Belize Energy Limited (Apbel) will not purchase any oil derived product within Petrocaribe’s framework. The company made this announcement on September 17, after alleging the escalation of issues from PDVSA due to a breach of contract.
“We are indeed very grateful to the Bolivarian Republic of Venezuela and PDVSA on their attempts of fulfilling the contract within Petrocaribe’s framework, but it is not worth the effort under these specific circumstances,” stated Apbel in a notice.
Luis Oliveros, an economist expert in oil related topics, explains that declarations given by the Central-American country outlines the incapacity of PDVSA to sustain oil and oil derived products’ shipments. “On Belize decision two aspects had a major influence: the first one is the reputational risk. Most likely the Government of this country is analyzing whether it is convenient or not to undertake businesses with Venezuela’s Government, which has strongly being questioned for human rights violations. The second factor is related to its incapability of shipping oil,” he explained.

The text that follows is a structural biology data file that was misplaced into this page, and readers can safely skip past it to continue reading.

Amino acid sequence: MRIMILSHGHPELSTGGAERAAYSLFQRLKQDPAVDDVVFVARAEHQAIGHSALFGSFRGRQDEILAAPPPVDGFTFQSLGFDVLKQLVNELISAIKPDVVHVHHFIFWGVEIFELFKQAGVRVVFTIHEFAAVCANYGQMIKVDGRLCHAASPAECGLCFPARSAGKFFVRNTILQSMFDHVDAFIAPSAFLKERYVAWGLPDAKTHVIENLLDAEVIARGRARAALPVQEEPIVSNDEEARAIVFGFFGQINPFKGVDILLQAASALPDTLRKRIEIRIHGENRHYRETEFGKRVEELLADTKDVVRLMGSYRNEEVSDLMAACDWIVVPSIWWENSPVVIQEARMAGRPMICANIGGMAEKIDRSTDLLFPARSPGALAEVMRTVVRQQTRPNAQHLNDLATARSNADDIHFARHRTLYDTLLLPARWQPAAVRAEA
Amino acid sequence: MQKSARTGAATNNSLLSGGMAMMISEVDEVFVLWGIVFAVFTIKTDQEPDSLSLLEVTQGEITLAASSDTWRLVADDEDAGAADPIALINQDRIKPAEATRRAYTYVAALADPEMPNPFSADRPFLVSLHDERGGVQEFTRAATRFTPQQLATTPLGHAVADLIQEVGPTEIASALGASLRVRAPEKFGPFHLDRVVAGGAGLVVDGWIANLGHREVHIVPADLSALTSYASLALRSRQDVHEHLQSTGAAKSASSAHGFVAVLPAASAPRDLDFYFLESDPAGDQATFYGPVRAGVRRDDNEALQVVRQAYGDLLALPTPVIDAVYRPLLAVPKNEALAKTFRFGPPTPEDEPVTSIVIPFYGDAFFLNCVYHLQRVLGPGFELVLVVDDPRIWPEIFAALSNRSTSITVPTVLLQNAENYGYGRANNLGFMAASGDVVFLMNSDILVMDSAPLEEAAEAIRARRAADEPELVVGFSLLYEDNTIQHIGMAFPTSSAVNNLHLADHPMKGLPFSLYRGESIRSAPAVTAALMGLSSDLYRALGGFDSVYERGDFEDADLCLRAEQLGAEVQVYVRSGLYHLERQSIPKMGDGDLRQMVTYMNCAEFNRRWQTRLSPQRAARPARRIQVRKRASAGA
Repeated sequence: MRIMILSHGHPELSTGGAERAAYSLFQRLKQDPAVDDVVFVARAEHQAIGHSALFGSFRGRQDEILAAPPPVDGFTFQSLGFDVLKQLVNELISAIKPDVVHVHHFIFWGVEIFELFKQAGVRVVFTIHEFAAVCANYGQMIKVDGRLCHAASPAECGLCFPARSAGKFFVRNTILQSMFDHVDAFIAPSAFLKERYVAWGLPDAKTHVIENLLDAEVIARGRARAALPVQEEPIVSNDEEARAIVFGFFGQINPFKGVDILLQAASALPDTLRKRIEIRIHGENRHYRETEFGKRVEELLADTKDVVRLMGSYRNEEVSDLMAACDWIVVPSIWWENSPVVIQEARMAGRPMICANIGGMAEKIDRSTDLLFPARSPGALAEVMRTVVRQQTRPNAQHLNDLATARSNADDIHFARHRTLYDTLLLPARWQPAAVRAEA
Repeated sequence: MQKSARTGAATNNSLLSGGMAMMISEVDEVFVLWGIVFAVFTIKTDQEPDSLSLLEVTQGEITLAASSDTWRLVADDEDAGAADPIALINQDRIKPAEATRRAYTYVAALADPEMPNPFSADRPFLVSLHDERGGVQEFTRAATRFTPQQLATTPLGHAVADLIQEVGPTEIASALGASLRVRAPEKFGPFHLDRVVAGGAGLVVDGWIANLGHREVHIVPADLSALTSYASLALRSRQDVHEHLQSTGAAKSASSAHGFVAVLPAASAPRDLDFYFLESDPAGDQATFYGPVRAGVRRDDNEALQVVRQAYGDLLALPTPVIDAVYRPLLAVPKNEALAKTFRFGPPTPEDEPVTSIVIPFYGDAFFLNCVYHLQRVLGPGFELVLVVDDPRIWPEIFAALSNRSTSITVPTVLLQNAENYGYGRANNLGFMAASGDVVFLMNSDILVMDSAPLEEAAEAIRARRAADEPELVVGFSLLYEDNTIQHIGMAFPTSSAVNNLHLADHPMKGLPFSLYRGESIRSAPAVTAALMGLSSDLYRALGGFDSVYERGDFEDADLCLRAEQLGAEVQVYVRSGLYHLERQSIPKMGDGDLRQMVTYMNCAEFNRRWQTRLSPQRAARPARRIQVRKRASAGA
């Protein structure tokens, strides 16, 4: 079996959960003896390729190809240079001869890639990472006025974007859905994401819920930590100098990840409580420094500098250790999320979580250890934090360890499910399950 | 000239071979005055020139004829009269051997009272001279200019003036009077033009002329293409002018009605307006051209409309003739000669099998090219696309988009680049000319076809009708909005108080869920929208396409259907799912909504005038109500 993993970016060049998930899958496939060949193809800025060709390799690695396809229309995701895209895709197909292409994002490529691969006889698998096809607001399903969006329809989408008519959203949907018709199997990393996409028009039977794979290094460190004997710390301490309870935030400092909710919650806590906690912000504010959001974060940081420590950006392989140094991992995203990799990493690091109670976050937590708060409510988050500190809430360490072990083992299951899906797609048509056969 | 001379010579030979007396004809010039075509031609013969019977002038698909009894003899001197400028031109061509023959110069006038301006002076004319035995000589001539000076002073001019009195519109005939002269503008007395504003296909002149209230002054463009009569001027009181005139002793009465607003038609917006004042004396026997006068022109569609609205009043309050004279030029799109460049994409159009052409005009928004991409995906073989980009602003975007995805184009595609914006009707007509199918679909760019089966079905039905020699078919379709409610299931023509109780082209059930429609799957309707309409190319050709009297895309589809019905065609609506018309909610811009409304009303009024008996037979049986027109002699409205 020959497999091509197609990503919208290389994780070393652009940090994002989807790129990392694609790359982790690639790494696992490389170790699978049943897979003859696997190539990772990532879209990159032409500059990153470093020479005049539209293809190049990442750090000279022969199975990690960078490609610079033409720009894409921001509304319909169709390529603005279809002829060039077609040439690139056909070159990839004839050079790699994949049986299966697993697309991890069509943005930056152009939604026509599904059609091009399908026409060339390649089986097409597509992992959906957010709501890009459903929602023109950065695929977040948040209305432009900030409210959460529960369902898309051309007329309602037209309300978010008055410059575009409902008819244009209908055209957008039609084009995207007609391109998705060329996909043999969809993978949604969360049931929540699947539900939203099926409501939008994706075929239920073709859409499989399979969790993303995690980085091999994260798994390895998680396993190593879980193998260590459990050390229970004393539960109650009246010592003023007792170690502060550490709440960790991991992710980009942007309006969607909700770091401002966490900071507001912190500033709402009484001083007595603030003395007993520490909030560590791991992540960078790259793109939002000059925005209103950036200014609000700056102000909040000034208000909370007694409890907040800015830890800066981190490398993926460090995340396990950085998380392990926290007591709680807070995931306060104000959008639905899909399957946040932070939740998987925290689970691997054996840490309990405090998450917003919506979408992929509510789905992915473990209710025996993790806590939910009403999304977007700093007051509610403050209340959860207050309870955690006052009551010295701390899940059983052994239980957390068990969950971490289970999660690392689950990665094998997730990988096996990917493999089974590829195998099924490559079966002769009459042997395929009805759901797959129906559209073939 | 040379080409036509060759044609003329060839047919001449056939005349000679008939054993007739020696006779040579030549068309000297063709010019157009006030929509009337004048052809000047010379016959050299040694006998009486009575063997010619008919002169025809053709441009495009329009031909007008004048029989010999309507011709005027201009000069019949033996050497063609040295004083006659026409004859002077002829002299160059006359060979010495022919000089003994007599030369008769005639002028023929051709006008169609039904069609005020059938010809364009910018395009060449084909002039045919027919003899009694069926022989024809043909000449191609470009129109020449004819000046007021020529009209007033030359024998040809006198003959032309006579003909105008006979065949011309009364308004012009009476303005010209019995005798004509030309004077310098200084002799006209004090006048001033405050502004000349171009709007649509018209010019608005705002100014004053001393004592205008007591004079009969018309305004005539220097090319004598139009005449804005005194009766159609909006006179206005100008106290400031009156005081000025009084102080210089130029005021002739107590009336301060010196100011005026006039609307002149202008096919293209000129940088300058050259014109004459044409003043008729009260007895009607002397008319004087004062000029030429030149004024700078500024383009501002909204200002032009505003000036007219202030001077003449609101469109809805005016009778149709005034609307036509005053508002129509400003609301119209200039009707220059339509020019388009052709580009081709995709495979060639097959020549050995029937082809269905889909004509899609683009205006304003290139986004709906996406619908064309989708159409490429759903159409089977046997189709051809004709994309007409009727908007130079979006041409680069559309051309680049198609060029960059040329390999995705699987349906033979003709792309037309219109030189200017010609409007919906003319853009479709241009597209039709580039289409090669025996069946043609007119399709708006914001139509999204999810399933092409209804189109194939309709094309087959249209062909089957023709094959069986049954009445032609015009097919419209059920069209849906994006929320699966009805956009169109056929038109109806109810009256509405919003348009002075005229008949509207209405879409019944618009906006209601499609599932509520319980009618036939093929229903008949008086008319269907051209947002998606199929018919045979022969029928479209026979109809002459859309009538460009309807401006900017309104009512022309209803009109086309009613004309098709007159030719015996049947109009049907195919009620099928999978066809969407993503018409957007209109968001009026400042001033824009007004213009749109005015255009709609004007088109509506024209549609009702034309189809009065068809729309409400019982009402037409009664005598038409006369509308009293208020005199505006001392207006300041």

Oliveros accentuate that the drop of oil shipments of PDVSA to Petrocaribe has been pointed out in PDVSA’s 2016 Financial Report. “Shipments made by Venezuela to the countries within the Energy Cooperation Agreements have decreased 34% between 2015 and 2016. If we compare this to 2014, the drop is of 52%. All shipments that are not made to these countries can be sold to other markets and get quick cash,” he stated.
Reduction of shipments is due to the collapse in production that PDVSA is currently facing. On the monthly report of the Organization of Petroleum-Exporting Countries (OPEC), PDVSA is only producing 1,918,000 barrels on a daily basis. This means that despite Venezuela having 24.8% of the world oil reserve, it is at the sixth position as a major exporter among fourteen other countries. In 2001, Venezuela was second and Saudi Arabia number one.
The fact that Belize will not purchase anymore from PDVSA, represents a favourable aspect for Venezuela since it reduces the amount of oil and oil derived products that the country has to supply to Petrocaribe under a preferential payment conditions.
“Nevertheless, the political impact of this decision sits on the reduced support or influence Venezuela could have had on countries within Petrocaribe, meaning they will not feel inclined anymore to support Venezuela under international scenarios,” explained Rafael Quiroz, economist and expert in oil related topics.